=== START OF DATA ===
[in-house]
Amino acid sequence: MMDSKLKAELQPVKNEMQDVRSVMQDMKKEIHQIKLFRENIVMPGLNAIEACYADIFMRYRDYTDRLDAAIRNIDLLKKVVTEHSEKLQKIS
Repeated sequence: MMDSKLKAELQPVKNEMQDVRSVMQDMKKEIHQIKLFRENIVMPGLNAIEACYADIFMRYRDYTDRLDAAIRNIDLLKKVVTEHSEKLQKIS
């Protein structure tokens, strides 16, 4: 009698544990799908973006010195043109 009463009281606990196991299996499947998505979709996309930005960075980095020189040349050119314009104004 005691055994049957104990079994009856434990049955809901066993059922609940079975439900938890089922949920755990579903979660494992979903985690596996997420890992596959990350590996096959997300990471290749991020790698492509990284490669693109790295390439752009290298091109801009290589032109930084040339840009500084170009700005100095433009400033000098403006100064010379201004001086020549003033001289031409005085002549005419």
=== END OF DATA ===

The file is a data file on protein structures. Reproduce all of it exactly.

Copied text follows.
[in-house]
Amino acid sequence: MMDSKLKAELQPVKNEMQDVRSVMQDMKKEIHQIKLFRENIVMPGLNAIEACYADIFMRYRDYTDRLDAAIRNIDLLKKVVTEHSEKLQKIS
Repeated sequence: MMDSKLKAELQPVKNEMQDVRSVMQDMKKEIHQIKLFRENIVMPGLNAIEACYADIFMRYRDYTDRLDAAIRNIDLLKKVVTEHSEKLQKIS
């Protein structure tokens, strides 16, 4: 009698544990799908973006010195043109 009463009281606990196991299996499947998505979709996309930005960075980095020189040349050119314009104004 005691055994049957104990079994009856434990049955809901066993059922609940079975439900938890089922949920755990579903979660494992979903985690596996997420890992596959990350590996096959997300990471290749991020790698492509990284490669693109790295390439752009290298091109801009290589032109930084040339840009500084170009700005100095433009400033000098403006100064010379201004001086020549003033001289031409005085002549005419």